Council U-turns on bid to cut council tax benefits

PLANS  to cut £3million in council tax benefits for Bristol’s poorest families have been scrapped in a major U-turn by the city council.

Deputy mayor Cllr Craig Cheney made the surprise announcement on mayor Marvin Rees’s blog but warned the decision meant the authority would have to find savings from elsewhere to balance the books.

He said that while the results of a public consultation showed most people supported changes to the Council Tax Reduction Scheme (CTRS), “now is not the time” to make them, despite full council approving the proposals last February.

It is a huge victory for community union ACORN which has campaigned for months to retain the benefits in full, including the threat of legal action and disrupting several City Hall meetings.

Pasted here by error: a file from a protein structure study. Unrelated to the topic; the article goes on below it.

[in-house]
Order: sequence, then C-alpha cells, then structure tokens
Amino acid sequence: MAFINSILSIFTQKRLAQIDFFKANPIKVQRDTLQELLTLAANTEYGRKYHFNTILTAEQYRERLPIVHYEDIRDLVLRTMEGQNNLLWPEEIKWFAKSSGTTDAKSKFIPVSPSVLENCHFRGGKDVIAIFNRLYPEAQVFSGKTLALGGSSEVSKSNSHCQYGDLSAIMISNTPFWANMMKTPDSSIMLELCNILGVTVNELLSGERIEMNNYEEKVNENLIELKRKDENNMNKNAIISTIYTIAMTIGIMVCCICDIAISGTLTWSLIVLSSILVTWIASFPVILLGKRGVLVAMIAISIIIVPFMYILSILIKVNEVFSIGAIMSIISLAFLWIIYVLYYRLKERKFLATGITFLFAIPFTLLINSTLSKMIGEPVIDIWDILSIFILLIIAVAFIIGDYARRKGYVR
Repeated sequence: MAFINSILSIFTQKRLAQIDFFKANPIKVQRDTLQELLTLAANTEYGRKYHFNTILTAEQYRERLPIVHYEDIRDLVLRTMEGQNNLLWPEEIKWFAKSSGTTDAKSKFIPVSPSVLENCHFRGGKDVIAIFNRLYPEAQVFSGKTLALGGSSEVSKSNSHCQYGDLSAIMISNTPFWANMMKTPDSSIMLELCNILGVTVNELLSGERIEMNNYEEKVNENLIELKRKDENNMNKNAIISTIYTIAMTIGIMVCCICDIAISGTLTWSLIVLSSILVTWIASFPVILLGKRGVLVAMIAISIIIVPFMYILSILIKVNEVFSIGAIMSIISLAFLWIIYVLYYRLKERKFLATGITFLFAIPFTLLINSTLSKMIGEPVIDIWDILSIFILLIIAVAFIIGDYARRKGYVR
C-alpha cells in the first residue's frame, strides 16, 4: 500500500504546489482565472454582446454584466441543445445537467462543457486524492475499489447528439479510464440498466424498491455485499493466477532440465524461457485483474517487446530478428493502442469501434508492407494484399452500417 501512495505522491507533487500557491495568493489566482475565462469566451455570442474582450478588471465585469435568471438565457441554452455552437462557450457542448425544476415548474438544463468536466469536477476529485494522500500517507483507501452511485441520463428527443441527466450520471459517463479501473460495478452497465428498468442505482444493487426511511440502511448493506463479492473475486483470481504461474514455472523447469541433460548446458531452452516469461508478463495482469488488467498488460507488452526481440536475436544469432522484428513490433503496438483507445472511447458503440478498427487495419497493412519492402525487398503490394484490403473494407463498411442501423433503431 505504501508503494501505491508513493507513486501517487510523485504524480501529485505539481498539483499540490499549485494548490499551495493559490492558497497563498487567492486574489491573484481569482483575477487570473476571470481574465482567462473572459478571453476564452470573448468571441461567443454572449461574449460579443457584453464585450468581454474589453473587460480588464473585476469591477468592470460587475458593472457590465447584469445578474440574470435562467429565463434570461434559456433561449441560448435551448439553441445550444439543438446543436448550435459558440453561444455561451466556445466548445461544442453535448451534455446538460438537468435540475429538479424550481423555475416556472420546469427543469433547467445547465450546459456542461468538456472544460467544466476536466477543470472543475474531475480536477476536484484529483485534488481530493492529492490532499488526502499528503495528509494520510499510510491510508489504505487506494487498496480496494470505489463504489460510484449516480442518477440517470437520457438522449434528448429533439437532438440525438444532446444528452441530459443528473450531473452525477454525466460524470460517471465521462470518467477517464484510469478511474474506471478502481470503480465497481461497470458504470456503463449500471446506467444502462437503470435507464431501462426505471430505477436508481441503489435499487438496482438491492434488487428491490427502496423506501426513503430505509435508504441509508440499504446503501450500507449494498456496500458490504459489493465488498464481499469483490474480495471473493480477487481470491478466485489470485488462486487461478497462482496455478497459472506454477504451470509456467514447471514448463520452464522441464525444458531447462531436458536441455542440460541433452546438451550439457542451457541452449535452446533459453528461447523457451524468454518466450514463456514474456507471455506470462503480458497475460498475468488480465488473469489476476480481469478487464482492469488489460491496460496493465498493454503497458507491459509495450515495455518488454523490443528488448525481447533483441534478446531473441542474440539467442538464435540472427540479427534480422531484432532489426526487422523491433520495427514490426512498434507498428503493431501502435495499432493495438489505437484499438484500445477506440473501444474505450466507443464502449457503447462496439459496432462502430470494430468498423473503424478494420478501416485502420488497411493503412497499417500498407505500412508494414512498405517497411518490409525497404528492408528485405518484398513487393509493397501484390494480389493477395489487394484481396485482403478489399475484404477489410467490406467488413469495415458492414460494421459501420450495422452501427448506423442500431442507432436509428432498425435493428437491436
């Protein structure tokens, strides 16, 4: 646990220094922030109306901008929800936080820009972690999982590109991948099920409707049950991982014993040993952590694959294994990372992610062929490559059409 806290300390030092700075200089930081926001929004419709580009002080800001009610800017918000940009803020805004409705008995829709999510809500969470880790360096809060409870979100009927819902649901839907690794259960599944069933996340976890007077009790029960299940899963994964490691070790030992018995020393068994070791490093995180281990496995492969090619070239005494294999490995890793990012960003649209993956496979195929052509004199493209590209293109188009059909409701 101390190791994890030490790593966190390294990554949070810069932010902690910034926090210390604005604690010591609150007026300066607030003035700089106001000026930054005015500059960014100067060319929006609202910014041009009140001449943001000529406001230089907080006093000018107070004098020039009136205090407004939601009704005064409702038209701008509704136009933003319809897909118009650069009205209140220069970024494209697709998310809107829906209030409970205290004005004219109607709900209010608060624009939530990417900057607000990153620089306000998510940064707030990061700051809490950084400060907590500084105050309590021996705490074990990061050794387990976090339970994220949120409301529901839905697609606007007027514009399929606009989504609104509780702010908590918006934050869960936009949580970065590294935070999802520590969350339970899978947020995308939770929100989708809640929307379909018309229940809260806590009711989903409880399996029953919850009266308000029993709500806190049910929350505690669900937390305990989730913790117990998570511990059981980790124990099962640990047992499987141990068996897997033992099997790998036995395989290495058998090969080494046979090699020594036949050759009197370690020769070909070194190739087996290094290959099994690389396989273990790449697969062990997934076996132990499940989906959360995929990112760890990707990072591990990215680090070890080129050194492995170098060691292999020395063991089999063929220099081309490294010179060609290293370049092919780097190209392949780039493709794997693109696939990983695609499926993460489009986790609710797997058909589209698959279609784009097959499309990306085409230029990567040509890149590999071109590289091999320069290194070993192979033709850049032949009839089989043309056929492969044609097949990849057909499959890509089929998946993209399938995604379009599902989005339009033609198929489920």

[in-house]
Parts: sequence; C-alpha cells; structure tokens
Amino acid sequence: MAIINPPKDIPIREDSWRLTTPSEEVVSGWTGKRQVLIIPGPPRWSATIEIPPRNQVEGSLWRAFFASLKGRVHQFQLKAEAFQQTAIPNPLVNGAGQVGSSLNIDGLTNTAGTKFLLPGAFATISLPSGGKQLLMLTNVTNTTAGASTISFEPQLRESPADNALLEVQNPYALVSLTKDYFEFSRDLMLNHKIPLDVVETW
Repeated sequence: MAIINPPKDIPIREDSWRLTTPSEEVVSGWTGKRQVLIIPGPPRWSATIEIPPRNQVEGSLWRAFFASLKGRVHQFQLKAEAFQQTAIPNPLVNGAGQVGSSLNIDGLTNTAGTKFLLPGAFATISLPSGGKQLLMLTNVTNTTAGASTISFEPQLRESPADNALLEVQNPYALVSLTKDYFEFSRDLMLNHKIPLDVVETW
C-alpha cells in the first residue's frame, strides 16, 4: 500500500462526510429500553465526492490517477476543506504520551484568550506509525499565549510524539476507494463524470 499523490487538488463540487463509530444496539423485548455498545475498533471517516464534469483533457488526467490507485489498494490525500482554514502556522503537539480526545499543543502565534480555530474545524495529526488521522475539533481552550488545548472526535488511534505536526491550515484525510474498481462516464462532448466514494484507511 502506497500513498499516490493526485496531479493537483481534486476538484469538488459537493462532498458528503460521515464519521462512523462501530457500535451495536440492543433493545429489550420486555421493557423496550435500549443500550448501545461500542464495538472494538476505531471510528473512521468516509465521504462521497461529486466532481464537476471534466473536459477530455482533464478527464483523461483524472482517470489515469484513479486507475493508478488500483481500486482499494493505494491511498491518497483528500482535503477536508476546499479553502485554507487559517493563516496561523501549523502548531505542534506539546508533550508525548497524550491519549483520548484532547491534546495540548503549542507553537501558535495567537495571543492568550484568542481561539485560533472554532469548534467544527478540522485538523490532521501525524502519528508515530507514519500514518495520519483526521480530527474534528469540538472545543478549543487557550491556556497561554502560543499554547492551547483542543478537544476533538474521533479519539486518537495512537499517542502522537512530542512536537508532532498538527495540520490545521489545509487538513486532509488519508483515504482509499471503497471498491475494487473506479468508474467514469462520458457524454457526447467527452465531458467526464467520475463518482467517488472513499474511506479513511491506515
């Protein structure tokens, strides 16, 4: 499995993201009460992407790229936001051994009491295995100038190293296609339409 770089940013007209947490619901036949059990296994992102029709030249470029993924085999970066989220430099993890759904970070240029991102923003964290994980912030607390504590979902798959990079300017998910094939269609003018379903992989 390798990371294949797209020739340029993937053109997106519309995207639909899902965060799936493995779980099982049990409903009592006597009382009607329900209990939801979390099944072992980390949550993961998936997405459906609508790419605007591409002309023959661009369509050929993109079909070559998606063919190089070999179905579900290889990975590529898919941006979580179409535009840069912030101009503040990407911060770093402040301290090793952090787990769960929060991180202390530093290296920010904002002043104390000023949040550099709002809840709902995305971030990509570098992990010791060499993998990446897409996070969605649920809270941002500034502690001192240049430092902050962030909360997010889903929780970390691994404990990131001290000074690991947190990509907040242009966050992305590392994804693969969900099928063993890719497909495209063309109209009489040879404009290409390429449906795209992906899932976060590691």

Bristol City Council formally abandoned the proposals on Tuesday, December 5. A report said 40 per cent of the 6,500 respondents to the consultation wanted to keep the CTRS as it was, with 60 per cent favouring cuts.

The changes would have seen a working-age household’s entitlement reduced by between 10 per cent and 41 per cent a year – £154.83 and £585.36 per year respectively – depending on which of the 10 options was chosen, affecting up to 22,800 families.

Cllr Cheney (Labour, Hillfields) said: “When I was growing up in Bristol, my family was supported by council tax benefit. It was a real lifeline for us.

“Since 2016, our Labour administration has protected our Council Tax Reduction Scheme, which replaced the benefit and is one of the last full schemes in the country.

“This means that up to 100 per cent of a household’s council tax bill can be paid for through the scheme, with 75 per cent of eligible low-income households currently having their bills paid in full.”

An ACORN spokesperson said: “23,000 Bristolian families who otherwise would have been pushed ever further towards food banks, overwhelming debt and homelessness can breathe a sigh of relief. This is the second time Labour has tried to cut it and the second time ACORN has stopped them.”

By Adam Postans, Local Democracy Reporting Service